Going from the personal to the commercial, the film deftly portrays the stratified chain of command of this, and indeed any, organisation. At the very top, are people we never get to see, who treat piracy purely as a business, and who conduct negotiations, shifting goalposts and revising forecasted targets as and when necessary. Further down, we have a seemingly senior figure (personified here in the character nicknamed Mr Chairman) who understands the day to day running of the business. Below that we have junior management who commands, rallies and ensures that order is maintained and instructions followed. It’s this rank who recruits the less informed, less savvy and more pliant but potentially restless young men whose minds and bodies can be trained and molded to suit purposes.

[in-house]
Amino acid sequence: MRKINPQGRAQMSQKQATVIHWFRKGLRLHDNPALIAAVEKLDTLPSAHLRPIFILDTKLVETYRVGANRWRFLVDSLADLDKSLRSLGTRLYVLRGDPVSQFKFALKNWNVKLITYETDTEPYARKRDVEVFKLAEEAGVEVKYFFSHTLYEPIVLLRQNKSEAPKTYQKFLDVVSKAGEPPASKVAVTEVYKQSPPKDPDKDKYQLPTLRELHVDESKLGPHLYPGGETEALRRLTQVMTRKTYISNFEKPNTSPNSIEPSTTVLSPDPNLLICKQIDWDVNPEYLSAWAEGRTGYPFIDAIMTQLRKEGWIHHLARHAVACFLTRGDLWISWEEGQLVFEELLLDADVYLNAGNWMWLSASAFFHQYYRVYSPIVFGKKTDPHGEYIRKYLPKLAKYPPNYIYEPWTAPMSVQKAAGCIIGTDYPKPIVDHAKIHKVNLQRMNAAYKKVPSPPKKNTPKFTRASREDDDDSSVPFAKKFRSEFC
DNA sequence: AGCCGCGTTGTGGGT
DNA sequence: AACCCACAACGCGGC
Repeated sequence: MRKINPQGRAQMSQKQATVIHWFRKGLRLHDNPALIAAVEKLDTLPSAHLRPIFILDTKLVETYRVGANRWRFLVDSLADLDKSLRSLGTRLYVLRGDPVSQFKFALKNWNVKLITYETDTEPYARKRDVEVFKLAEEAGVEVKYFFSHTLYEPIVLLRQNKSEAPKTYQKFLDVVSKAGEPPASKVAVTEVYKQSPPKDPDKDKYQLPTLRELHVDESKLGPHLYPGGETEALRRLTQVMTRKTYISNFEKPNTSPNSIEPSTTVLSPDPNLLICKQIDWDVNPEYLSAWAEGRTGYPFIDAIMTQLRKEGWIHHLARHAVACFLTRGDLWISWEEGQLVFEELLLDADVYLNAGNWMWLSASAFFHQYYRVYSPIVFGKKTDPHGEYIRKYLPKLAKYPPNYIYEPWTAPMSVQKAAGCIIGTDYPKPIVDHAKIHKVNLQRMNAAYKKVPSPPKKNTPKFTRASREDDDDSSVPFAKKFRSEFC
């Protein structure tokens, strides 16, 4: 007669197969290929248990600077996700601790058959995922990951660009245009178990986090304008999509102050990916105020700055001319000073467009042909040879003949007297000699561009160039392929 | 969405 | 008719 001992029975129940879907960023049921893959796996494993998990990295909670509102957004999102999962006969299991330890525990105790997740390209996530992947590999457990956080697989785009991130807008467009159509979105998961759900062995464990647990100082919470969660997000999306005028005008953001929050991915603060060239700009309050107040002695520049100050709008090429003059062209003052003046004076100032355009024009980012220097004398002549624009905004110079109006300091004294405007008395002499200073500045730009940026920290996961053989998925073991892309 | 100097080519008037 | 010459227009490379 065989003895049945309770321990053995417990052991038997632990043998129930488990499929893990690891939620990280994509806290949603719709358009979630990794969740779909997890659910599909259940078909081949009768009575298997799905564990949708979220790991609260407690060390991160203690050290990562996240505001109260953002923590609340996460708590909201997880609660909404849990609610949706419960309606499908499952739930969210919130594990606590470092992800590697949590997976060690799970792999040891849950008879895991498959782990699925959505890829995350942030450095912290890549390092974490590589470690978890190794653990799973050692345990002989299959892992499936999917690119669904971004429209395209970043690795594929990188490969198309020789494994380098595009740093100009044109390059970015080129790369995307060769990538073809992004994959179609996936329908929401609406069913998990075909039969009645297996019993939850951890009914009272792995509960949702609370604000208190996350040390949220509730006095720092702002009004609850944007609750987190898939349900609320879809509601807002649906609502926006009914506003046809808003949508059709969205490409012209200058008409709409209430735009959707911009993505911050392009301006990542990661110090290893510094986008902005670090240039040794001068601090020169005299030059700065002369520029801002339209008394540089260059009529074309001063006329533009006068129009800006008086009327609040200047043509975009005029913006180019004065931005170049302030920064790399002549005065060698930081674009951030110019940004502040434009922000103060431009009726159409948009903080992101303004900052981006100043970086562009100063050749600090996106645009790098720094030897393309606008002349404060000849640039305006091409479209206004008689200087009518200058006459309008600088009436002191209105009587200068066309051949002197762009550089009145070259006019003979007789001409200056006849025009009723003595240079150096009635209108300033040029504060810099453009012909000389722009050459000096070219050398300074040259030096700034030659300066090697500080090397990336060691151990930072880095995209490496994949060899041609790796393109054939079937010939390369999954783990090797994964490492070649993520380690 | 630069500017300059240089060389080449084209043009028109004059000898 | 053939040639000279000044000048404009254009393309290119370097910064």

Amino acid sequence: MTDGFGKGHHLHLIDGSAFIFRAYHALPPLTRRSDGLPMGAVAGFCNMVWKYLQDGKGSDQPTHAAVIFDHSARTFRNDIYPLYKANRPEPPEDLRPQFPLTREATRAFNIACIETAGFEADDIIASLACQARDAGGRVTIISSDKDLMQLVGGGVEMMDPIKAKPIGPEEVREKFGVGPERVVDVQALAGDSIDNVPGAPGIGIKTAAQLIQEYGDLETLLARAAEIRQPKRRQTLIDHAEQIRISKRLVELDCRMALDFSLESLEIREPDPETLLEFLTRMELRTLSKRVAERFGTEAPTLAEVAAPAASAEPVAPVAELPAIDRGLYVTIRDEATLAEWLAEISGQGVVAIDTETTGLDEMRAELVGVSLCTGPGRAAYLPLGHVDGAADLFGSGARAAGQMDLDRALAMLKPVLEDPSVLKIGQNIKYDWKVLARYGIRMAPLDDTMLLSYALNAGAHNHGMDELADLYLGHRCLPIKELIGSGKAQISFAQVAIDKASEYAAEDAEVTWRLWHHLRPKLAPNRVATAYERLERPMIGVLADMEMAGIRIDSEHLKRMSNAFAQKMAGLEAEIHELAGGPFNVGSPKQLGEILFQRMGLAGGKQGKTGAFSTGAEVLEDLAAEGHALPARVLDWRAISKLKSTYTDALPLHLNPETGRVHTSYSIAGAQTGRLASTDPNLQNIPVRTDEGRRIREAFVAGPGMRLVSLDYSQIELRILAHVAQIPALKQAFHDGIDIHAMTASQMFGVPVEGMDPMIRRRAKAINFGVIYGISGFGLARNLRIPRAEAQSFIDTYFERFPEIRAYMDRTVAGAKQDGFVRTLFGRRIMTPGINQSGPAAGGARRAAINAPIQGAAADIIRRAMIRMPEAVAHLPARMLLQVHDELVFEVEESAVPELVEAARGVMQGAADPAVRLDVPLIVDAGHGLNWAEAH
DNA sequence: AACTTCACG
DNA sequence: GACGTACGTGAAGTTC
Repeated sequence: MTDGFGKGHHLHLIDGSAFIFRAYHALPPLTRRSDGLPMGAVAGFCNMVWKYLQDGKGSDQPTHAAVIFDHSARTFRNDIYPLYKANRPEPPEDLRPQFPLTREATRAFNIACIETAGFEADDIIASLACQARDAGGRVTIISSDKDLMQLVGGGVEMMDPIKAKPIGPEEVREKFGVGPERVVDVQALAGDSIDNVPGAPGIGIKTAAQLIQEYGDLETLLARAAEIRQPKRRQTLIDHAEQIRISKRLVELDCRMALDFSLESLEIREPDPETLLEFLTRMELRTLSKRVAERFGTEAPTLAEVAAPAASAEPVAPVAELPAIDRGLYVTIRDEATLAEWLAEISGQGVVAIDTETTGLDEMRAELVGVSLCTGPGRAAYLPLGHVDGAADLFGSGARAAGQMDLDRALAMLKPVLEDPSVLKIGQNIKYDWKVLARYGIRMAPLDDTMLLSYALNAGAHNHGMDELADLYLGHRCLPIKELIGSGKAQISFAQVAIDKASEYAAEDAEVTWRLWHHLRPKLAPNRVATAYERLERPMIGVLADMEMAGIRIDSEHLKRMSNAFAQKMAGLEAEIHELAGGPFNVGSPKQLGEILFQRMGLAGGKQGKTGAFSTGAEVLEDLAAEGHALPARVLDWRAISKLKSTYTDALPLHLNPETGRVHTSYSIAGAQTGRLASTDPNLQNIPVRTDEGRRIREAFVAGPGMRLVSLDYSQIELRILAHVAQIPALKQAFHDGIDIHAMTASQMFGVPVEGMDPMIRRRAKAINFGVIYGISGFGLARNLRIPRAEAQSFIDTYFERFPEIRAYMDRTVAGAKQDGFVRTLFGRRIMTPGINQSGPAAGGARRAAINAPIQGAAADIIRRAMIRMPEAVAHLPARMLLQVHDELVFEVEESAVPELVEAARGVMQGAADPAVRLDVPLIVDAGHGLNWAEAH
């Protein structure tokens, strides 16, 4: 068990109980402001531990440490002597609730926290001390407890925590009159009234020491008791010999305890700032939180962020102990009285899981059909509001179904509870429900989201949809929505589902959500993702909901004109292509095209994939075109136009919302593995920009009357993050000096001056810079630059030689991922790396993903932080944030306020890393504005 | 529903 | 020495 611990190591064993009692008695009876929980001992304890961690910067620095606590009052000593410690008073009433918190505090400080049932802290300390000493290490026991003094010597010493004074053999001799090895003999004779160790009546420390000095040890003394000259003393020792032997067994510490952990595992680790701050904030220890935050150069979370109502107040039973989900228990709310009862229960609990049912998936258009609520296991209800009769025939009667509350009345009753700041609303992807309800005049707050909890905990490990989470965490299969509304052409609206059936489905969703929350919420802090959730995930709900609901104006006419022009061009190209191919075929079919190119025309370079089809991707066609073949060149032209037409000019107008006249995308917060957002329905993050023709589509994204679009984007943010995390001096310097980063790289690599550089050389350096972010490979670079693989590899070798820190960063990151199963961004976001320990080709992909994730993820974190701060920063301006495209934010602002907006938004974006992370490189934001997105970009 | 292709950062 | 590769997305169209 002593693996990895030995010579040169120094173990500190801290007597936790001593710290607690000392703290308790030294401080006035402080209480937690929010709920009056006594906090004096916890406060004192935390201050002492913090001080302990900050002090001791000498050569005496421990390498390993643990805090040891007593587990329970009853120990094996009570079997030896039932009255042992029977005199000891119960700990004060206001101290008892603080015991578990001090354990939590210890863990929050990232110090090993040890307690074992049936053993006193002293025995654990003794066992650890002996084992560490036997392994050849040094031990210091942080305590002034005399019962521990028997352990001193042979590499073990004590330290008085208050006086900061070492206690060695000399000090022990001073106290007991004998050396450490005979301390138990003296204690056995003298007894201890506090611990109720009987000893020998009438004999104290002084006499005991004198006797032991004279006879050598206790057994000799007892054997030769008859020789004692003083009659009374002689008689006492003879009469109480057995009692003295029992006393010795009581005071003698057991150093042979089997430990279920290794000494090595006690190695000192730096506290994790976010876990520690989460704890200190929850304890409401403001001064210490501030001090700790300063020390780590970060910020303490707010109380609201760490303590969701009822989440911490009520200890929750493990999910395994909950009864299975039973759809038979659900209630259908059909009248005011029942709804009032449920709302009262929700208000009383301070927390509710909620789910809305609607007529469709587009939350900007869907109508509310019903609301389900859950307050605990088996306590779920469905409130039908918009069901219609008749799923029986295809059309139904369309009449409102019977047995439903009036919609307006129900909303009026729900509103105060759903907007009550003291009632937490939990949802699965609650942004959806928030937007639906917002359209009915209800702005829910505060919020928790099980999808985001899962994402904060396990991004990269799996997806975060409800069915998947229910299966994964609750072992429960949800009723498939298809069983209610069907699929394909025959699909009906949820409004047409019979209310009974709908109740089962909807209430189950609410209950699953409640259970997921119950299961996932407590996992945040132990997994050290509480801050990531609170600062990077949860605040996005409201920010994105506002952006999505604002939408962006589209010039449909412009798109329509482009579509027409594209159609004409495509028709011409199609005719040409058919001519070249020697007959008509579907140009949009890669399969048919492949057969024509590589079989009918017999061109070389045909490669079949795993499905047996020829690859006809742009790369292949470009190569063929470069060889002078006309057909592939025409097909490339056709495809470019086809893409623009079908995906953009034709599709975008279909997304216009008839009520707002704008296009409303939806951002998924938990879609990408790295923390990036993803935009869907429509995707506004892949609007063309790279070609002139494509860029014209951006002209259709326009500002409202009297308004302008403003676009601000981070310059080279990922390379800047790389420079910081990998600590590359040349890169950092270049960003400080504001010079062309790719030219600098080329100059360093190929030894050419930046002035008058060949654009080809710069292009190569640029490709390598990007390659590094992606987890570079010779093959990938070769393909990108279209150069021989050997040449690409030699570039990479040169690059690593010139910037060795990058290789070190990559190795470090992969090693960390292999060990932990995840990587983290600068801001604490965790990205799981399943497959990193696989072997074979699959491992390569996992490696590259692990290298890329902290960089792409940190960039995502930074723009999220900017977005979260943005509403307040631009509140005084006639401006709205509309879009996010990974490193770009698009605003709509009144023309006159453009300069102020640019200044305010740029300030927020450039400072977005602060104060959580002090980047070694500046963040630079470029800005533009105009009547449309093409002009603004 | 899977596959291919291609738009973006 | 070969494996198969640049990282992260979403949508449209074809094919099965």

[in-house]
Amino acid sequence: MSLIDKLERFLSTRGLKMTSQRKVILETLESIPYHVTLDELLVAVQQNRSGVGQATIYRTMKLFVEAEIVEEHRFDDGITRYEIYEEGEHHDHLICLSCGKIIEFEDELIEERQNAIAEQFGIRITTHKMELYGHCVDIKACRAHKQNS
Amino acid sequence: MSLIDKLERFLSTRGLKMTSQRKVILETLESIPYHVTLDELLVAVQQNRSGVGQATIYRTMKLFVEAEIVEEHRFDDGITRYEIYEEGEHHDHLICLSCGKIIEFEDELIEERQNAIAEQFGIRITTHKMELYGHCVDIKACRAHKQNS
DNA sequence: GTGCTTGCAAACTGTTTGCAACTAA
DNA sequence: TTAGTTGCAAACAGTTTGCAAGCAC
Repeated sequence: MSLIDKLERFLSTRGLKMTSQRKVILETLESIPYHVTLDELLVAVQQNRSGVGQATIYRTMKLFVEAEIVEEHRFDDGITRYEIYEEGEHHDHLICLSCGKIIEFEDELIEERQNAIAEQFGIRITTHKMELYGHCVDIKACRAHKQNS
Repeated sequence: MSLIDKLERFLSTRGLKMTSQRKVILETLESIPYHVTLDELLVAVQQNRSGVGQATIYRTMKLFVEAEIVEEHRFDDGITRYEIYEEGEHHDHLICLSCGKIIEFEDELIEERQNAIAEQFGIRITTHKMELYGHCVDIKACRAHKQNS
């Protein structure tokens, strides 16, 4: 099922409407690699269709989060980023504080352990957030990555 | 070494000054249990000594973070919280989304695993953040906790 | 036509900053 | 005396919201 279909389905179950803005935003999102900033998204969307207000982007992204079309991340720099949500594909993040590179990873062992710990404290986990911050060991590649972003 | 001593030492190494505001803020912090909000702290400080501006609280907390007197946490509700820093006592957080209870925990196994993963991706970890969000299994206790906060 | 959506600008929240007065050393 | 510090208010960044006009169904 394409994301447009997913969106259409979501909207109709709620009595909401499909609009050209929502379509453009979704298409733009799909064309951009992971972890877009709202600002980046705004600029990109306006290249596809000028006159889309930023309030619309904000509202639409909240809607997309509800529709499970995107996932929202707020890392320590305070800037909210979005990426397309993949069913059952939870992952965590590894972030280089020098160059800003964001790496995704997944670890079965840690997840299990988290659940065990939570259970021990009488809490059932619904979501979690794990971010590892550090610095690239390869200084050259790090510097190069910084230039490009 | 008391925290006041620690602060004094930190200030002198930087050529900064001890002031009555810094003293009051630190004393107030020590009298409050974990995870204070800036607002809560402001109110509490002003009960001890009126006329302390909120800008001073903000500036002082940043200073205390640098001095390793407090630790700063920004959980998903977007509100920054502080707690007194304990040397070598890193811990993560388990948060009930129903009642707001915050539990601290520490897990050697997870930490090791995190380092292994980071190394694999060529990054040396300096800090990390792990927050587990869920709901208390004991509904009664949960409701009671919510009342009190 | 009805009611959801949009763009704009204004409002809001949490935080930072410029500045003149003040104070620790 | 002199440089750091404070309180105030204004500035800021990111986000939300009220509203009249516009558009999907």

Although among this lowest rank, Abdi does have some greater value to the group as, in order to get a good haul, the pirates plan to move further into deeper water and need to navigate the lucrative shipping lanes, a skill which only Abdi can provide.
It soon becomes apparent, however, that the chain of command in this operation is a rather tenuous one, not helped by the fact that drugs and ego seem to fuel the lower rungs much more than knowledge or commitment to any cause beyond short-sighted personal gain. Pretty soon, suspicion and speculation take the place of fact, the mayhem and madness that ensues is really bad for business.
In the midst of all this, pining for his family and fearing he may have inadvertently made things worse for them, Abdi realises he’s as much as prisoner as the white hostages the pirates take.